David Hume Historian
David Hume / Philosophers and Historians
- Name : Hume
- Born : 1711
- Died : 1776
- Category : Philosophers and Historians
- Finest Moment : Treatise of Human Nature (1739)
Born in Edinburgh, the son of a Berwickshire laird, Hume went to Edinburgh University, messing about half-heartedly with law for a while before going for a wee wander in England and France. He was a highly intelligent man, an atheist, and a great philosopher.
At the age of 28 he wrote the three-volume Treatise of Human Nature (1739). This was too radical a book however, and it failed to ignite much interest in its day. Indeed, it was 200 years before its true value was appreciated. Hume's main thesis was that morality forms in the early years of life, within the family. Sociability, sympathy, affection and concern for both self and others are the mainsprings of moral life.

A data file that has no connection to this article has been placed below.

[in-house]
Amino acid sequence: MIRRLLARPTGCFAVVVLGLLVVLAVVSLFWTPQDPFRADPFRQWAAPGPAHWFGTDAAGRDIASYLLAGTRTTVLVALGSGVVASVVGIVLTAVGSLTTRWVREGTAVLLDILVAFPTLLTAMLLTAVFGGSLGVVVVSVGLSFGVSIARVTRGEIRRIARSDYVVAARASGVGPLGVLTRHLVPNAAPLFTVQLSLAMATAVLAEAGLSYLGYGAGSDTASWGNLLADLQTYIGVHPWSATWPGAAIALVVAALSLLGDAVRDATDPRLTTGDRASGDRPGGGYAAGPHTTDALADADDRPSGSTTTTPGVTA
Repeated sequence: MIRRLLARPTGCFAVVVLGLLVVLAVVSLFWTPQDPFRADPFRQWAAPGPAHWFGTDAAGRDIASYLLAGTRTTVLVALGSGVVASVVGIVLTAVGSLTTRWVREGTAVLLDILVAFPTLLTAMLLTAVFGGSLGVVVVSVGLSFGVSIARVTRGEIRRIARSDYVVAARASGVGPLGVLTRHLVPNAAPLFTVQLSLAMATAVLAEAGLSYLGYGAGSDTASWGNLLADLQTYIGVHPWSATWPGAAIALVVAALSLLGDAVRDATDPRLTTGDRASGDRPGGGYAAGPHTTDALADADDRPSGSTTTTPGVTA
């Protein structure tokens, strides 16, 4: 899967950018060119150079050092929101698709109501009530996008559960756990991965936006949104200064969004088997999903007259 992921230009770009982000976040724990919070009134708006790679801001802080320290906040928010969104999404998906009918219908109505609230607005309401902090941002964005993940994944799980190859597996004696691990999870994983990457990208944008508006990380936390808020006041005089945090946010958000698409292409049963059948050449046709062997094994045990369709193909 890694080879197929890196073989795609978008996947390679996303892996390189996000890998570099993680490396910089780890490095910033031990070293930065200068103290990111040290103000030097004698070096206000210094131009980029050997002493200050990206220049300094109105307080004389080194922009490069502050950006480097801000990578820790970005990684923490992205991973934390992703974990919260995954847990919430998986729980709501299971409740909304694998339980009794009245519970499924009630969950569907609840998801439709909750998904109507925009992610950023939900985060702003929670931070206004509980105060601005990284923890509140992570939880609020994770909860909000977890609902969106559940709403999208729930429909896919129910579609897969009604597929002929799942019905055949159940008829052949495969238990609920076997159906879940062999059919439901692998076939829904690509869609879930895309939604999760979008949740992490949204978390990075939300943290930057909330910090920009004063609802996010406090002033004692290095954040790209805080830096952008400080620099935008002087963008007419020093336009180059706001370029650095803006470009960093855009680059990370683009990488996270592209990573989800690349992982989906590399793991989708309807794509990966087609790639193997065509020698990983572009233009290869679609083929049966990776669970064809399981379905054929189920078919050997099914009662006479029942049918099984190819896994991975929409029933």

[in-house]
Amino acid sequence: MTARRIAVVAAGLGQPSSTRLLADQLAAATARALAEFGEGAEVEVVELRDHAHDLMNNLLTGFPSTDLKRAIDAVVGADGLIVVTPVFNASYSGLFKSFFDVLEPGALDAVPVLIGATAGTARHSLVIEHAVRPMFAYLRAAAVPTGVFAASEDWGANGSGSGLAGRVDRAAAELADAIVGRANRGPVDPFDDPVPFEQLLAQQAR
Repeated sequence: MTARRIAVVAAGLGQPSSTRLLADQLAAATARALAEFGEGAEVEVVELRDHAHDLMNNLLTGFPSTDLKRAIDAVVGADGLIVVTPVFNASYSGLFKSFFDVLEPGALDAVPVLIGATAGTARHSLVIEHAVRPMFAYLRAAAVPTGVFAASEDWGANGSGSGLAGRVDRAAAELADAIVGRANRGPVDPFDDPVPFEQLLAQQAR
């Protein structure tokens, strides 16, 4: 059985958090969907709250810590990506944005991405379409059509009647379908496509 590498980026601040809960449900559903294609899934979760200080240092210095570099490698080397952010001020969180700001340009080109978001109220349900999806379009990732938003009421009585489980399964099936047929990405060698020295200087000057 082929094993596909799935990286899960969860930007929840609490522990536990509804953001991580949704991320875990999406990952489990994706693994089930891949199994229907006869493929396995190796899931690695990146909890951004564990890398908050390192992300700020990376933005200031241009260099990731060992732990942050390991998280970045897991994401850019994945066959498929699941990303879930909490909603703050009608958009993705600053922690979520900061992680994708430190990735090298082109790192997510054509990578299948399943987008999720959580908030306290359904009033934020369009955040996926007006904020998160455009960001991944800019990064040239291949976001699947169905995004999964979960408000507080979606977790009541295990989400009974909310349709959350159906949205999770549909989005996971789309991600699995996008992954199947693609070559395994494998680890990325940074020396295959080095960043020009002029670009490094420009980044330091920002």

He was a sceptic, but one imbued (luckily), with highly developed sense of humour. He rejected everyday logic and questioned the idea of cause and effect as a mere imposition of human ideas on the natural universe. Because you see an orderly universe, the theologians of the day argued, there must be a creator of the universe. Hold on said Hume, we have not seen any other universes to compare with our own.
He influenced Adam Smith, whose account of Hume the atheist dying in contented peace affronted the religious. He also had an influence on the philosopher Kant, and predicted the American Revolution. His writings struck a chord with the founders of that great nation. He continues to influence modern thinkers.